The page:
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5 Videos About Alimony in Arizona You Have to Watch

The attorneys at GillespieShields practice family, employment, civil, criminal, probate, appellate, and immigration law.

Divorce is never an easy process, but when it comes to alimony in Arizona, things can get a little bit more complicated. If you’re considering filing for divorce or are already in the midst of one, it’s important to understand how alimony works in the Grand Canyon State. These five videos will give you a better understanding of alimony in Arizona and what to expect during your divorce proceedings:

1. What is Alimony in Arizona?

In this video, family law attorney David E. Bodney explains what alimony is and how it’s determined in Arizona. He also discusses the different types of alimony that are available in the state and provides some tips for those who are considering requesting spousal support.

2. How is Alimony Determined in Arizona?

This video answers the question of how alimony is determined in Arizona by walking viewers through a few important steps. David Bodney explains the difference between temporary support and permanent support, as well as how support awards are calculated. It also looks at factors that are taken into consideration when determining the length of alimony payments.

3. Can I Modify or Terminate My Alimony Award in Arizona?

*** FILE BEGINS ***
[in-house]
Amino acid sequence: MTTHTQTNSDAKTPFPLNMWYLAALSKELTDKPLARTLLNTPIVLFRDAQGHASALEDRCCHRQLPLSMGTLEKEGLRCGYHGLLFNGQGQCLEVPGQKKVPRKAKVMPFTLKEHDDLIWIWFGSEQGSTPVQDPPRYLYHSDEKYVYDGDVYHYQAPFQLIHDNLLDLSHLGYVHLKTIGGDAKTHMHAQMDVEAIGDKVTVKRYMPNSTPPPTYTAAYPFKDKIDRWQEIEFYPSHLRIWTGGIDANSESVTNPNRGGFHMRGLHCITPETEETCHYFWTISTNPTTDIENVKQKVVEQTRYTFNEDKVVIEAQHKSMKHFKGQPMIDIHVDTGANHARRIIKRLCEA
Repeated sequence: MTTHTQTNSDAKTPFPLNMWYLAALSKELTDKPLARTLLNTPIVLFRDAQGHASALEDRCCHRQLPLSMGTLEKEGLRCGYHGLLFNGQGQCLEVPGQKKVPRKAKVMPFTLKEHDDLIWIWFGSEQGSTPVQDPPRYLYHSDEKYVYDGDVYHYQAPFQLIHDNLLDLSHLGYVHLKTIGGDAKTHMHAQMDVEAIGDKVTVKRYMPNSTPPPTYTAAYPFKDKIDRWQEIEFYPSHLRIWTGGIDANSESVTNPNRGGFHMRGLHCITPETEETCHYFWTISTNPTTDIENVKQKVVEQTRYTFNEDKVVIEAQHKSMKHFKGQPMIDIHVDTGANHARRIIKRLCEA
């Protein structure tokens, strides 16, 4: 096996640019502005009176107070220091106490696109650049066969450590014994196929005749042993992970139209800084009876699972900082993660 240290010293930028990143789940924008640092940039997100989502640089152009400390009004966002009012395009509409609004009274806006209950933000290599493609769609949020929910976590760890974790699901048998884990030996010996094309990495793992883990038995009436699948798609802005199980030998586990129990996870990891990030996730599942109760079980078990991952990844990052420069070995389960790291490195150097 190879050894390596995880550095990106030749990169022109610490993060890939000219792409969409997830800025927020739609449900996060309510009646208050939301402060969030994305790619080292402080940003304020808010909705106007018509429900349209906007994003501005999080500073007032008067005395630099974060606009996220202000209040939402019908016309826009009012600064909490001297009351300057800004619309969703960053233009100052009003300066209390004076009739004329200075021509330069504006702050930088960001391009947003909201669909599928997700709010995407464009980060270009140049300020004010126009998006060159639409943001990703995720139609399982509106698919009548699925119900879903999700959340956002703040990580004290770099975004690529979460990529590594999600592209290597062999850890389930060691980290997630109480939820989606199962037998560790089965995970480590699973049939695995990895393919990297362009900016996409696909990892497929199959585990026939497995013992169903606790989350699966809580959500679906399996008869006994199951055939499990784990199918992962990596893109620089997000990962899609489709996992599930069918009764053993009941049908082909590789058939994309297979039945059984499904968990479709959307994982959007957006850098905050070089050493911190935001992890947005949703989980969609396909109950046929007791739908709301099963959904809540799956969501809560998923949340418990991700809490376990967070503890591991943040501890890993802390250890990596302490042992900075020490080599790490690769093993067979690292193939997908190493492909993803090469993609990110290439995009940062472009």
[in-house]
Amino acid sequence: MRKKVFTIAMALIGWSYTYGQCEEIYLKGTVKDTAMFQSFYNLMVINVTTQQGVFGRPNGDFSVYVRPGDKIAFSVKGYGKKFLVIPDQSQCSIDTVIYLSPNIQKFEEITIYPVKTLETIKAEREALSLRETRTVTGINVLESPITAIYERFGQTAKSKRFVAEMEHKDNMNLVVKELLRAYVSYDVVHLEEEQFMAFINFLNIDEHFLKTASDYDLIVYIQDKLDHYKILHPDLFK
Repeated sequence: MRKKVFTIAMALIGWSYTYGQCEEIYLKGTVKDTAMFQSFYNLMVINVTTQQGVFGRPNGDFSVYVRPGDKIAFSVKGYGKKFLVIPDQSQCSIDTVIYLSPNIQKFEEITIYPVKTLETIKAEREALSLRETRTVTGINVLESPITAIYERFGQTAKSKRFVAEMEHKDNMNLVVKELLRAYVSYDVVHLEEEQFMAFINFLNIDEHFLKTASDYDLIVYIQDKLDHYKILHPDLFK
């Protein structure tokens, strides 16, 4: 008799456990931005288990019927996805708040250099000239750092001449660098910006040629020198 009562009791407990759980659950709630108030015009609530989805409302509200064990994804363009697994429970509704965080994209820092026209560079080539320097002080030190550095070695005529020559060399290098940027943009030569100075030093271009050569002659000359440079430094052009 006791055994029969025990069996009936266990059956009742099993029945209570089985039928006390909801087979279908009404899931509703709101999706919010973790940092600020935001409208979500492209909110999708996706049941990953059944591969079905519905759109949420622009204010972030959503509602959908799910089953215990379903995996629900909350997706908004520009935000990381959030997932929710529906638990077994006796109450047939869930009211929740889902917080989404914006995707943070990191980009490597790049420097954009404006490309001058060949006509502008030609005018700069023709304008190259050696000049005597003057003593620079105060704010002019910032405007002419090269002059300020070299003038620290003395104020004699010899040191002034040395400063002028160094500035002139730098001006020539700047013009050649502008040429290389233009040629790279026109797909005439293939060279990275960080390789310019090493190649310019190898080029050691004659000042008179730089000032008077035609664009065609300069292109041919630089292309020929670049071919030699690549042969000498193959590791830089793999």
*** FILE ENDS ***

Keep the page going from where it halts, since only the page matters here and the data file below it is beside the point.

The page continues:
If you’re paying or receiving spousal support, it’s important to understand your rights if circumstances change down the road. This video outlines what factors influence whether an alimony award can be modified or terminated, and discusses some cases where modifications might be appropriate.

4. Can I Get Alimony in Arizona?

If you’re considering asking for alimony during a divorce, this video will help you understand whether or not you qualify to receive spousal support under Arizona law. Bodney also outlines a few factors that might influence the outcome of your request. He then goes on to explain that both parties should provide income information when requesting spousal support, and why you shouldn’t lie about your income if it’s questioned by the court. This is an important video for those who are already trying to figure out what they can expect financially after filing for divorce.

5. Alimony & Parenting Time (Visitation) – What You Need to Know!

Asking for alimony and visitation rights during a divorce can be difficult on its own, but the two requests don’t always go hand in hand. In this video, Bodney discusses how parenting time affects alimony and vice versa. He also addresses situations where temporary support might affect custody and whether or not that’s something worth considering before filing for divorce.

 

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When Spousal Support/ Alimony is Issued

Spousal support is typically awarded in cases involving divorce or legal separation. Spousal support, also known as alimony, is when one spouse pays a set amount of money to the other ex-spouse on a regular basis. Courts may order this in cases where one party is significantly more financially secure than the other and the other party requires assistance in resuming life after the divorce or separation.

Who Qualifies for Spousal Support/ Alimony

Spousal support is granted on a case-by-case basis, and each case will have a unique spousal support analysis. In most cases, only people who have been married for a “longer duration” (usually more than 5 years) are eligible for spousal support. In addition, when determining support, the court will consider several factors, including: